Okay- I owe you some updates. Since last I blogged I met with a Detective from LAPD's Major Crimes Division, then with a Detective who was in LAPD's elite RHD: Homicide Special and was featured in the book: "Homicide Special" written by Miles Corwin.
I attended Locations Expo at the Santa Monica Civic Center and met with rep's from New Orleans Gateway: Jefferson Convention & Visitors Bureau, Inc. which was followed up by an introduction by Greg Giannakis, a friend from my hometown whose help I've enlisted on this project, to the Communications office of Tourism: Department of Culture, Recreation & Tourism.
I submitted an ad on Craigslist: New Orleans for actors and an ad in Mandy.com for a producer here in L.A. I rented a PO Box in hopes of receiving an avalanche of headshots. So far nothing has come in except by e-mail. Hopefully some photos start coming in soon.
The meetings with the detectives was worth this whole extravaganza in itself. They are genuine men, devoted to what they do. As the homicide detective put it, it's not for him to judge the victims, even if they have a wrap sheet longer than both his arms. His job is to provide a voice for these people by solving their murder. Both interviews ran the gamut of emotions from personal to revealing, sad, and at times extremely funny. It's a job and a lifestyle.
Speaking with the Major Crimes detective who also worked in drug enforcement was almost hypnotic. By the end of the interview I wanted to be a cop. It's kind of like the movie "Goodfella's" while being on the right side of the law. When asked what his favorite film was he replied: "Electra Glide in Blue". Good answer.
I still haven't decided fully on which format I intend to shoot this whole thing on.
I'm testing Super 8 film-
So far I've tested Kodak stocks: 200D Color Neg with my newly acquired Sankyo XL40s which once belonged to Augustus Coppola, Francis Ford Coppola's brother and Nicholas Cage's father.
I shot 50' of 64D Color Reversal through my Nikon R10. Both processed at Spectra in North Hollywood.
I also ran some Plus-X that's been in my fridge a couple years through my Nikon. This was processed at Pro8mm in Burbank. I'm sending them to Canada to be transferred by Justin Lovell of frame discreet.
I bought a Beaulieu 16mm camera from ebay. It was DOA as expected. It's packed and going out to Super16, Inc. of Maine in the morning for an overhaul. The camera came with a C-Mount Ang. 12-120. Not the greatest lens ever.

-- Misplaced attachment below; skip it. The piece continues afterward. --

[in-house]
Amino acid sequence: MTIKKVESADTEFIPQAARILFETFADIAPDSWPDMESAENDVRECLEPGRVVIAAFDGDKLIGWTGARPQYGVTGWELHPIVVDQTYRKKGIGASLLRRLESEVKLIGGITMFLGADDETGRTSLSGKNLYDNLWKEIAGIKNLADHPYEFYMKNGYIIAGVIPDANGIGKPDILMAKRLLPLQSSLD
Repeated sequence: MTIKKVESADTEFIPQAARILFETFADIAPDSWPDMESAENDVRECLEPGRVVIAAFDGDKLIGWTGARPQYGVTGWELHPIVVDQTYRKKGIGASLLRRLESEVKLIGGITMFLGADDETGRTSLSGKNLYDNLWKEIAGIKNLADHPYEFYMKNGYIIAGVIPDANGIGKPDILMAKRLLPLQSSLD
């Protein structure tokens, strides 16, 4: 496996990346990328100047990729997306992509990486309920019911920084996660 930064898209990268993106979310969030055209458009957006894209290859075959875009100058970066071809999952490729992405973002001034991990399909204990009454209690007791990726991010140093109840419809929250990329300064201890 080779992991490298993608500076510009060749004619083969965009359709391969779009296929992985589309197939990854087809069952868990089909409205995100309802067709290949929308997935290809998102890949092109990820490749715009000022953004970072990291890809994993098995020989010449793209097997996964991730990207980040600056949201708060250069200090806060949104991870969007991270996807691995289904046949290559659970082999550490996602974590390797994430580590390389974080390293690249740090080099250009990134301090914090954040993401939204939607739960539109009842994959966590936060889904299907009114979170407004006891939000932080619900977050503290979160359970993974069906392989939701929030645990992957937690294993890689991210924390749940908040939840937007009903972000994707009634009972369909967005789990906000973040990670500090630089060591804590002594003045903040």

I'm hoping to locate a C-mount to FD adapter so I can test my Canon lenses. I just scored a 50MM Canon FD 1.4 SSC coated lens on ebay for $45.00! These magnificent lenses are going to have a resurgence as everyone begins mounting them on their Panasonic HVX200's via Redrock M2 or Brevis35 adapters. Trust me. Get your glass now before it goes back up. As it is you can grab these still lenses dirt cheap.
I have a Nizo 481 on delivery from Germany. A great Super 8 camera that does time-lapse. I also grabbed an inexpensive lightweight steadi-rig. Nothing fancy, just a rig some guy on the internet makes in his kitchen.
I located an F2.0 25mm Super Baltar! I love the look of these lenses. Gordon Willis used them on "Godfather" (another Coppola connection, hmm). They've been kind of retired for a while. The one I found doesn't have a mount. It might be worth it to have it mounted and collimated for Super16. What a cool lens to add to the collection. Vincent Gallo had a set mounted to his S16 Aaton XTR Prod for the film "The Brown Bunny". The film looked great and was mostly lit with natural light sources and a small kit that fit in the back of a van with the crew and a motorcycle that was in the film. Wish me luck on my bidding.
I continue to refine the script getting new ideas from listening to music for the film. It's great to have this time to think of the music and the visuals. I'm also thinking a lot about sound design. Of course I'll hire an audio dept. but I'm considering purchasing a Zoom H4 field recorder to capture nat. sound on location. I'd love to wander about just listening to the environment, absorbing the ambience. I can save these as wav. files and have them mixed later.
And to be honest, I've spent countless hours glued to YouTube, just admiring all the "amateur" work out there that inspires me more than what the "professionals" are making lately. That's not a knock on anybody. I'm just really buying into the whole user generated media concept right now.
Of course I'm doing this as my job is in potential transition. I was approached to shoot AND cut FOUR breaking news stories a day for our online presence. It sounds like fun and a great opportunity but it'll be major pressure to make delivery with 4 "DAY OF AIR" deadlines. Hard enough for an experienced editor, harder for someone who edits his own material with no deadlines (me). The camera side of it is a cinch, it's the edit that will be intense, so we'll see if that pans out.
For excitement we had Quentin Tarantino appear in the guest seat last week. I got to introduce myself and chat with the master for a few minutes. It was a really inspirational moment for me. Quentin was gracious, engaging and totally self deprecating. I got to compliment him on his camera work on "Deathproof" and he seemed truly grateful. We had Dr. Phil in today.
I guess that's it for now. The last movie I watched was "Das boot". Excellent stuff. Shows what you can do in one location. "Great Expectations" (1946) is on deck.
Looking forward to UCLA's Festival of Books tomorrow. I hope to see Kirk Douglas, Joseph Wambaugh, James Elroy, Mitch Albom, Frank McCourt, and Andy Summers (yes, that Andy Summers).